Bisphenol A levels during pregnancy appear to be associated with a lower TSH level in women who are overweight

In January 2020 researchers from China and Japan published the results of their study to assess whether bisphenol A exposure during pregnancy is associated with thyroid hormone levels in Chinese mothers and newborns. It is known that thyroid function is critical for foetal development but few studies have examined this topic and the results of studies that have been done have been inconsistent. A total of 555 pregnant women were involved in the study. Urine samples were collected in late pregnancy and the bisphenol A levels assessed. In addition free thyroxin, thyroid-stimulating hormone and thyroid peroxidase antibody levels in the third trimester were assessed, with different thyroid parameters in the umbilical cord of 398 babies also being assessed. Results showed that urinary bisphenol A was detected in 98.5% of pregnant women. An analysis revealed that the level of bisphenol A was associated with lower maternal TSH among women who were overweight. In fact it was seen that with each 10-fold increase in bisphenol A level, the TSH level reduced by 0.10 mIU/L. However, the bisphenol A level was not associated with other maternal thyroid parameters or cord thyroid parameters across maternal BMI categories. Further research looking at the effect of bisphenol A exposure in pregnant women and newborns is required.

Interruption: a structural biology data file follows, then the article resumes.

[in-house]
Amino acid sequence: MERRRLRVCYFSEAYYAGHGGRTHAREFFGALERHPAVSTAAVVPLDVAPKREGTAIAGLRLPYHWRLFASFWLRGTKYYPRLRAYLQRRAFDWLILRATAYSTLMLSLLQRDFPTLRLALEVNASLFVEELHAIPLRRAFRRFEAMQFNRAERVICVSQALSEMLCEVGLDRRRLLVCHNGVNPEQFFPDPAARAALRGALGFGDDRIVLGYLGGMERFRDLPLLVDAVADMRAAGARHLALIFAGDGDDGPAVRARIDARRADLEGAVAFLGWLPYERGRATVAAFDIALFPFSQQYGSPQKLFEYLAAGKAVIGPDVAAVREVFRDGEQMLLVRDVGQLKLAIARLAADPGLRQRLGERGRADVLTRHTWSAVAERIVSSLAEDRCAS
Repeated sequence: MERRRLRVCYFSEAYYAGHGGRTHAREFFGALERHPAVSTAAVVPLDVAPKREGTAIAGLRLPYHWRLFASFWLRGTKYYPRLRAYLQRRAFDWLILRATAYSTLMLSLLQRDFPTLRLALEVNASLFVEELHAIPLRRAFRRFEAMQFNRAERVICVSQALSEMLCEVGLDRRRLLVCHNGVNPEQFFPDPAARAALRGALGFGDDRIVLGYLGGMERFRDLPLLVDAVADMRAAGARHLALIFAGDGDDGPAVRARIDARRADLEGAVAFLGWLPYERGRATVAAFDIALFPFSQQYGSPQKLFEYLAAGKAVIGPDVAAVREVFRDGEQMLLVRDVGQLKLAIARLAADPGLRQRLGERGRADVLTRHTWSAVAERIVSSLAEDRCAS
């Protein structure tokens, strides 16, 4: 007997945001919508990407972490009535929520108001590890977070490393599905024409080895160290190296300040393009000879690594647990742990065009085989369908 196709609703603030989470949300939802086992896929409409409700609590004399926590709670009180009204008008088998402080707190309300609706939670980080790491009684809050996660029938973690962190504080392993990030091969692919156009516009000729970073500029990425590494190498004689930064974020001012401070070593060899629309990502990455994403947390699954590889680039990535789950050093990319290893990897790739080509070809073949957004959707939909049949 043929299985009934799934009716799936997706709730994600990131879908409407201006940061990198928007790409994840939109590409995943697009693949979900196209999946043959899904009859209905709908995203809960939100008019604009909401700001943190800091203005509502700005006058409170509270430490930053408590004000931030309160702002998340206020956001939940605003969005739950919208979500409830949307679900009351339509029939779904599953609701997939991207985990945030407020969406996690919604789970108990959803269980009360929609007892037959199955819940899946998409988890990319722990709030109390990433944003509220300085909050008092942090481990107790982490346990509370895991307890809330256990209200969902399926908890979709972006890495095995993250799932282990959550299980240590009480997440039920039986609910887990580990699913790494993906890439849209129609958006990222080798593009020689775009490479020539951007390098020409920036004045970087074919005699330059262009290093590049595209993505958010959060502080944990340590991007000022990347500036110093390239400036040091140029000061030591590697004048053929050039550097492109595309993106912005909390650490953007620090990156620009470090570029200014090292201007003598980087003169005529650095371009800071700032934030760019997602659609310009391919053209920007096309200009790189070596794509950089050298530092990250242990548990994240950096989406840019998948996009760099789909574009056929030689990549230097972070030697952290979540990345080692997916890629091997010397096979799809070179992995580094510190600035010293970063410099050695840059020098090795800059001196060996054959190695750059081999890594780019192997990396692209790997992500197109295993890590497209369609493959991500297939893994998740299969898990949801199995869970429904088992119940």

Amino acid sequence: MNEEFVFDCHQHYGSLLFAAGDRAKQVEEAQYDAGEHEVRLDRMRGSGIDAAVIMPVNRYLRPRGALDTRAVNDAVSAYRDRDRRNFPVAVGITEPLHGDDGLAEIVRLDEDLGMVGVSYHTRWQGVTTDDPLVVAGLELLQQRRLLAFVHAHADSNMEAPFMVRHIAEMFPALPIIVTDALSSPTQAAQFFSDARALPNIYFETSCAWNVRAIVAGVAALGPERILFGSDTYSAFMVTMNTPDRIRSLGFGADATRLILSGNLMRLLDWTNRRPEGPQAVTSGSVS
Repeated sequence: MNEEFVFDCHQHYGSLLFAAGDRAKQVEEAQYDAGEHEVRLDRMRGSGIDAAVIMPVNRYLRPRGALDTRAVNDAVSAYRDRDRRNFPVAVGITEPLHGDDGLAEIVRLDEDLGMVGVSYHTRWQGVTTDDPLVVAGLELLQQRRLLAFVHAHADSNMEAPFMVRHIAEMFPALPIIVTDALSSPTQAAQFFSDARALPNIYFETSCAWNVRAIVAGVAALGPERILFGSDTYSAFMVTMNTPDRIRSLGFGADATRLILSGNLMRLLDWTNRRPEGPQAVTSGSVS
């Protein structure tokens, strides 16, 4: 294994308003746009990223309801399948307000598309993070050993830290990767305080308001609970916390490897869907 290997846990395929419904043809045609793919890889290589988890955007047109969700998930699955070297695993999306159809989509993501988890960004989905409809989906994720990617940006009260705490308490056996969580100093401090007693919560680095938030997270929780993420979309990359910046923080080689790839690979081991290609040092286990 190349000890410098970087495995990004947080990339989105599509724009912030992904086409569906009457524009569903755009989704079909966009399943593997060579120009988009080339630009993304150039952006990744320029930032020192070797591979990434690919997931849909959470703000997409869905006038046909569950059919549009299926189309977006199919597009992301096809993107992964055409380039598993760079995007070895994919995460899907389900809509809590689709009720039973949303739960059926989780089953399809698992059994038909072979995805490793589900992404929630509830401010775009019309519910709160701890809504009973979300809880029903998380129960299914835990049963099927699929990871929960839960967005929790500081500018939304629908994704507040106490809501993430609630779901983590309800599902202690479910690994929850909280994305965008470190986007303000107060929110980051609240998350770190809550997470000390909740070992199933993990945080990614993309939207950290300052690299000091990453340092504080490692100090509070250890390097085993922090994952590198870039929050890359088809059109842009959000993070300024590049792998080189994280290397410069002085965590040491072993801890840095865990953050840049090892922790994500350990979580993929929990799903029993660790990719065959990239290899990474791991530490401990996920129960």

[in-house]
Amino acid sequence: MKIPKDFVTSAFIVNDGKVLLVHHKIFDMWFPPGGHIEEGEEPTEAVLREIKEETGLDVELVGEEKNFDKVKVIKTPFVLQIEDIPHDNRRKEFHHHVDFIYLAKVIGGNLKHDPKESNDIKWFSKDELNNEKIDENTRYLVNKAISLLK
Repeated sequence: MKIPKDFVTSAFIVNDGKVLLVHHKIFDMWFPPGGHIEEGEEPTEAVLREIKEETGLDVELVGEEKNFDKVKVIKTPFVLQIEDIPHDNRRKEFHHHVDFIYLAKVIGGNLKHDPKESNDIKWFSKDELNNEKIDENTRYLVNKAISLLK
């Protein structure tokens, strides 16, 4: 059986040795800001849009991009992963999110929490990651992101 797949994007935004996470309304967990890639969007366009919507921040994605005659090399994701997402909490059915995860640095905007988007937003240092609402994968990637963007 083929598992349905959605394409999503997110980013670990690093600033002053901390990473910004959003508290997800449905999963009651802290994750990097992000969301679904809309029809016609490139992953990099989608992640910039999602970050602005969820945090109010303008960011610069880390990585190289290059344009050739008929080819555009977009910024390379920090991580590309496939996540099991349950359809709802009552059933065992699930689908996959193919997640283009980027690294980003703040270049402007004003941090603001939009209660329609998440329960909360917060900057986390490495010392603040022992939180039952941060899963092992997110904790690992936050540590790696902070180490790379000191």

Wang X et al. Maternal urinary bisphenol A concentration and thyroid hormone levels of Chinese mothers and newborns by maternal body mass index. Environ Sci Pollut Res Int. 2020 Jan 17. [Epub ahead of print]

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